Kim Dotcom’s political aspirations have taken a hit after he admitted owning a rare piece of Nazi memorabilia, a signed copy of Hitler's autobiographical manifesto, Mein Kampf (My Struggle).
Speaking on 3 News, the German born internet entrepreneur said it was among several rare pieces of rare World War II memorabilia he had bought. Other items in his collection include a cigar holder that once belonged to British leader Winston Churchill and a pen that belonged to Soviet leader Josef Stalin.
He rejected suggestions it made him a Nazi sympathiser - but right wing blog Whaleoil last night quoted a friend, Alex Mardikian, saying Hitler was Dotcom’s ‘‘idol’’.
‘‘It’s not so much the book but more the fact of his awe and the powertrip of it all,’’ Mardikian told Whaleoil.
Dotcom is fighting extradition from New Zealand over copyright charges bought by the United States Government. While he cannot stand for Parliament he is funding a new party, The Internet Party.
His party has been in talks with Hone Harawira's Mana Party about an electoral deal that would help it get into Parliament.
Asked about Mardikian’s claims, Internet Party spokesman John Mitchell said he had no response.
The Internet Party is set to launch a membership drive today with an event at Dotcom’s Coatesville mansion.
Dotcom told 3 News he bought the book because he was a fan of World War II games and memorabilia.
"Look, I'm a Call of Duty player, right. So if you know the game Call of Duty, it's all about World War II, how you play it ... and I'm a big fan of that. I've bought memorabilia from Churchill, from Stalin, from Hitler."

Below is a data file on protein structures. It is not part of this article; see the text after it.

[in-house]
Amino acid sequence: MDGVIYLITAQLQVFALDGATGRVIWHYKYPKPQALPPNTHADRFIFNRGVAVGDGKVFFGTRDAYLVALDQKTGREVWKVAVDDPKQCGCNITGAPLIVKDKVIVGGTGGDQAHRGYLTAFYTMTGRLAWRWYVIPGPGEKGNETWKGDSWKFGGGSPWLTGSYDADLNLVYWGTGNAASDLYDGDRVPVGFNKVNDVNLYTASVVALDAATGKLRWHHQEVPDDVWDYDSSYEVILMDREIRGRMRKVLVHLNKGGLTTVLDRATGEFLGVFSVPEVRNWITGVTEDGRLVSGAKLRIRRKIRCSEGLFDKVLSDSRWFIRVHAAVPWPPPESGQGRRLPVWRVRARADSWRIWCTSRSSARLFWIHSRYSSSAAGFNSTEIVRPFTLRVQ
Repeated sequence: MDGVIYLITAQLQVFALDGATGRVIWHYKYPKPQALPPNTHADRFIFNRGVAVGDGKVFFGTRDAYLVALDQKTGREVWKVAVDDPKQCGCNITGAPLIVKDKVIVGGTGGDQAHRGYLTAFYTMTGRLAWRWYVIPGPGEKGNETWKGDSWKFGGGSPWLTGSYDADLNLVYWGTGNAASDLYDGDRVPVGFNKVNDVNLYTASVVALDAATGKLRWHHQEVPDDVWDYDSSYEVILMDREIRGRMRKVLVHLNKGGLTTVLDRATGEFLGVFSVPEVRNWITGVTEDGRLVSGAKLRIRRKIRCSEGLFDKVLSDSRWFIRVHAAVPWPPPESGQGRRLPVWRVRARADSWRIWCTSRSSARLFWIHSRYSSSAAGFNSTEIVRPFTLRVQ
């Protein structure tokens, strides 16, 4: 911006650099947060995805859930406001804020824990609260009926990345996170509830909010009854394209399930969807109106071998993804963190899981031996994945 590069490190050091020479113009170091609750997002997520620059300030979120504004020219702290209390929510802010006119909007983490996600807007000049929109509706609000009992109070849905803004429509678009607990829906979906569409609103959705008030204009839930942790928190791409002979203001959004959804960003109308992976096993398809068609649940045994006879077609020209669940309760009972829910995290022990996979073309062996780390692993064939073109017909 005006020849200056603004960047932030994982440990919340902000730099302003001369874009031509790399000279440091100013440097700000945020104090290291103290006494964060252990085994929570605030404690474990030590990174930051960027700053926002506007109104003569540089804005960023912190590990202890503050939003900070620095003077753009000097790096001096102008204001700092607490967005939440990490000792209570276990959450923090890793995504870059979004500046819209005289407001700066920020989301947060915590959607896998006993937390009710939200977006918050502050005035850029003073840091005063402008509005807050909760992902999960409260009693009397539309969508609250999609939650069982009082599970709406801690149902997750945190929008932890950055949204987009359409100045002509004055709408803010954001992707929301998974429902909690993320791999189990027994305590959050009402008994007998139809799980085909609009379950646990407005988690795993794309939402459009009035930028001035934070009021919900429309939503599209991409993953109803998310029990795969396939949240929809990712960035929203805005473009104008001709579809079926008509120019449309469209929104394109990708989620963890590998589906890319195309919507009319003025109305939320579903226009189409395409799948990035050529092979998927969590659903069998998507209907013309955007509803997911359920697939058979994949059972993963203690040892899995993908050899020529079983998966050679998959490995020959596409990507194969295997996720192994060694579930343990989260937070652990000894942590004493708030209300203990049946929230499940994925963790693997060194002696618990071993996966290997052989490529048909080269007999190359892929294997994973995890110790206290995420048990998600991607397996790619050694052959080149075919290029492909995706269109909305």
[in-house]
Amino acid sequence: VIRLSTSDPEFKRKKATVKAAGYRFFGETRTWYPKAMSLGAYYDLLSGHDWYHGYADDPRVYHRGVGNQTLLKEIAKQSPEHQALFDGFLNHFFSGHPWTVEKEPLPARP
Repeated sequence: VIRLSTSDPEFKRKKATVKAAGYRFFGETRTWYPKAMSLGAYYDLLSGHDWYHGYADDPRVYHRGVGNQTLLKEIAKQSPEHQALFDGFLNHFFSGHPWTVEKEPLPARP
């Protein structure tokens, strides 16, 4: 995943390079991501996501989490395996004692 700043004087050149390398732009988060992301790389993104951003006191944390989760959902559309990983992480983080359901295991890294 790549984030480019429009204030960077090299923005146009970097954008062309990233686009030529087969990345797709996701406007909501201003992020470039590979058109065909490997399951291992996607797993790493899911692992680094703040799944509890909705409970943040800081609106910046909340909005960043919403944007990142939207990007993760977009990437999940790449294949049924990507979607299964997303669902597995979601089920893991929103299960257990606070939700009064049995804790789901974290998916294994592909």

But he did not support Hitler’s views.
"Let me make absolutely clear, OK. I'm not buying into the Nazi ideology. I'm totally against what the Nazis did."
Sales of Mein Kampf are illegal in some countries, including Germany.
A spokeswoman for John Key, whose mother Ruth was an Austrian Jew, said the prime minister had just boarded a plane back from Europe and could not comment.
He arrives back in New Zealand tomorrow.
According to news reports, the copy in Dotcom's possession was sold for £21,000 in 2009.
A recent copy of Mein Kampf sold for US$64,850 (NZ$75,500).
In a statement, Dotcom claimed the attack on him had come from the ‘‘Key machine’’, a reference to the Government.
“The Whaleoil piece, timed as it was to coincide with the call for members for the Internet Party, demonstrates the bad faith and fear of the Key machine.
“I am a big fan of the gaming franchise Call of Duty, early instalments of which are set during World War II, and at one point I bought Josef Stalin’s pen, Winston Churchill’s cigar-holder and a copy of Mein Kampf signed by Adolf Hitler.
“This was my motivation for the purchase. If this abject lie of Whaleoil is not enough to demonstrate the fictional nature of the recent attacks on me, nothing is.”
- Fairfax Media
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